The first part is definitely true, i.e. we definitely have less experience than someone that has been in the industry for 30 years.

    The fallacy is that experience equals ability. Just because someone has been kicking around for 30 years it doesn't mean they can do a job better than someone that has been around for 5 years.

    Being successful in a role requires a combination of things and to me the most important is attitude and willingness to adapt or change.

    At the beginning of my career (which wasn't that long ago) I was lucky to be in an environment where I was not held back, in fact I was thrust into things I had previously had no idea about. I was very willing to ask questions, make mistakes and quickly adapt. I was also very keen to throw my had up at any hint of an opportunity to do something I hadn't done before.

    I think one of the biggest hurdles to being successful as a young engineer is to change our perceptions of ourselves (something I still struggle with), not to see ourselves as the juniors that need to be babied but too actually see ourselves as leaders. Just because you aren't a manager or director doesn't mean you cant be a leader and shape your organisation or industry.

    If I had one key piece of advice for anyone that wants to fast track their career it would be this:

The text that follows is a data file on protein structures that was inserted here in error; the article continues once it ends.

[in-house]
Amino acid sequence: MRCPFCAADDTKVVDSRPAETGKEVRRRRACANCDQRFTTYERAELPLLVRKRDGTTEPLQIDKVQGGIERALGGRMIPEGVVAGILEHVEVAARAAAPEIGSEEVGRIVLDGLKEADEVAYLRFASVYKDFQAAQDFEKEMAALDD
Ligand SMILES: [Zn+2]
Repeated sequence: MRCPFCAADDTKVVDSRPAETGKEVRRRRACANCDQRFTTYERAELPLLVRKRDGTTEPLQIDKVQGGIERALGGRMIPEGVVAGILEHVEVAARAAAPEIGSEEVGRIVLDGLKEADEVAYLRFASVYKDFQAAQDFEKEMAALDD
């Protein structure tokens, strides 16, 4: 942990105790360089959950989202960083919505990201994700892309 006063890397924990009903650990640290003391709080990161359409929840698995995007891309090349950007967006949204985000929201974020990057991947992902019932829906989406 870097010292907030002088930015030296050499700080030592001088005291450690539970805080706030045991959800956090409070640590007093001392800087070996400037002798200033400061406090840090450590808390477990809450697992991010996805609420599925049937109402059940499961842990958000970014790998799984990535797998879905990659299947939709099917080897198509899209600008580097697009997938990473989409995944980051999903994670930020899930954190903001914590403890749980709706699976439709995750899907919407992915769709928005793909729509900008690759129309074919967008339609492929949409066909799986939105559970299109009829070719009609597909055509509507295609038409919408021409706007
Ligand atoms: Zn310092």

Yes focus on getting your experience but don't focus all your effort and attention on one thing, be as diverse as possible and seek out opportunities to do something new, try and get involved (and even lead) organisational improvement initiatives, ask questions from everyone else in the organisation and find out what they do, understand local government not just local government engineering.

    I guess that's about 6 pieces of key advice rolled into one.

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    Anthony McMahon
    General Manager
    Boorowa Council
    BOOROWA NSW

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  • 8.  RE:Career Progression

    Posted 13 November 2013 03:32
    Thanks Robert and Anthony, I really appreciate both your insights and inputs. ------------------------------------------- Christopher Wahbe Blacktown City Council BLACKTOWN NSW -------------------------------------------
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  • 9.  RE:Career Progression

    Posted 11 December 2013 07:18
    I am very sorry for not adding thoughts on this previously, but I thought I might add to the discussion.

    I don't want to repeat the points made by Anthony has made, I do agree.

    For development of young engineers, I believe the organisation needs to have a philosophy on how it mentors its younger staff. This is of course is dependent on the organisation (no. of staff, specialisation etc).